College Football Sidelines Need to Change

Maybe it’s me, but it seems every season the sidelines along the fields of college football are getting more crowded with people who don’t need to be there. College football sidelines are for the working professionals and team creatives not boosters taking cell phone selfies. The best sports content is all about access, but a lot of people who aren’t there working don’t need to be along the college football sidelines.

If you’re a sports photographer, you already dread fighting for space along the sidelines. Now imagine you continually have to fight for space for people who don’t belong there and I’m not even talking about the people with iPhones and a photographer’s vest. Well not yet anyways.

College football sidelines shouldn’t be for anyone who is not working the game. Period and that is a hill I will die on.

Non-media Media

Is that even a thing? What I mean by non-media media are the people who have media credentials but are there just to hang out and take cool looking selfies in the endzone after a touchdown. I know some people get credentials because they know so and so, but they don’t belong out there. Especially if they’re not there in a media capacity.

You can identify these non-media members by their ability to track down mascots for their TikTok videos. I get a lot of people want to be considered some influential social media influencer, but take your dances and duck lips back to the stands. You’re going to get run over one day and get seriously hurt. Bonus points if that happens during an IG live because you really can get the reach you wanted then.

Boosters and Alumni

I’m all for boosters and alumni along the sidelines. As long as it’s with the recruits during pregame. These boosters and alumni stand so close to the field blocking the photographers and videographers doing their job. And the wives are there drinking on the sidelines blocking space that creatives definitely need. It seems the bigger the game the bigger the booster and alumni crowd size.

Again some of these guys are so old that they can’t move quick enough for some 20 year old kid weighing 250 pounds barreling down at them for a tackle on the sideline. They need to be up in the suites not on the sidelines.

I don’t care how much money they give to the program. Give the pre-game passes and tell them to move it along.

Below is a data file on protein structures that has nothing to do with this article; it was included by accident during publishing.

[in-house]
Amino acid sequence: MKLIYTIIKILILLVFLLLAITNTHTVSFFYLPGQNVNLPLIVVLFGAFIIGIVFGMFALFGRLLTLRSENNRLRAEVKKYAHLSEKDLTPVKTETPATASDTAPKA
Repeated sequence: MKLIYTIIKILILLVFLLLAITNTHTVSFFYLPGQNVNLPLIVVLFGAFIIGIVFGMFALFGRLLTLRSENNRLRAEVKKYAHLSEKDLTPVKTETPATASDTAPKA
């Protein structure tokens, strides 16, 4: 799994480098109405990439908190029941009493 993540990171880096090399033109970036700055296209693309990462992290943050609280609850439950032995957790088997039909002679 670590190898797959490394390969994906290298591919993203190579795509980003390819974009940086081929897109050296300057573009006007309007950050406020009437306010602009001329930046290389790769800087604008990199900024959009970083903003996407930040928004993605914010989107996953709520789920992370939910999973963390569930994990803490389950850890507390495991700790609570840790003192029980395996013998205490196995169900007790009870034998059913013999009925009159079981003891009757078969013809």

Coaches and Players

But isn’t that where they belong? Well yes and no. They have their designated spots from the 30 yard line to 30 yard line. The issue is when they come down to the 15 and 20 yard line blocking people working so they can see the “game better.”

There was an incident this season where a backup QB who gives the signals was blocking photographers on the 20 yard line and the photographers shouted at him to move. He responded by saying he was working. The photographer said they were working and he was a backup on the bench and he needs to go back to the bench.

I won’t lie my cold, dead heart melted a bit when I heard that. And it’s true. Too often players and coaches think they have free access down the sidelines and they don’t. The problem is the referees don’t penalize them for being outside their box.

Police Escorts

My favorite. There is an absolute need for police escorts making sure fans don’t hurt fans when they’re coming into a stadium or leaving, but during a game they don’t need to be on the sidelines. There is local police and security on the sidelines, these escorts can wait in the tunnel.

This year was especially contentious for me with the police. I got into several shouting matches with these state troopers. They think because they have shiny shoes and a badge I’m going to keep quiet. I’m not the one.

There was a Georgia trooper who was literally a foot away from the field and I asked if he could move back because he was blocking the view for everyone who was behind the designated lines and he said he didn’t have to move because he is police. I politely said, “Who are you policing if you’re watching the game?” and then we both had a spirited discussion where I lobbed a few F bombs at him.

There was another game where there were over 9 Florida Troopers on the sidelines. Guess what they were doing, gossiping like school girls with each other. I again asked one to move back from the field and he said, “He could stand where he wants because he is the police.” I said, “I asked politely and wasn’t an asshole like you. We’re trying to work and make money and you’re here blocking us so you can say you were on the sidelines.” When he saw others looking at him he moved back and said, “I’ll do it this once. I’m here to do a job.” I said, “Your job is to protect and serve not cheer on the literal sideline.”

Do I go looking for trouble? No, but it finds me.

Do I have faith that the college football sidelines will get cleaned up? Not really, but hey I’ve been wrong before. Just ask my wife!

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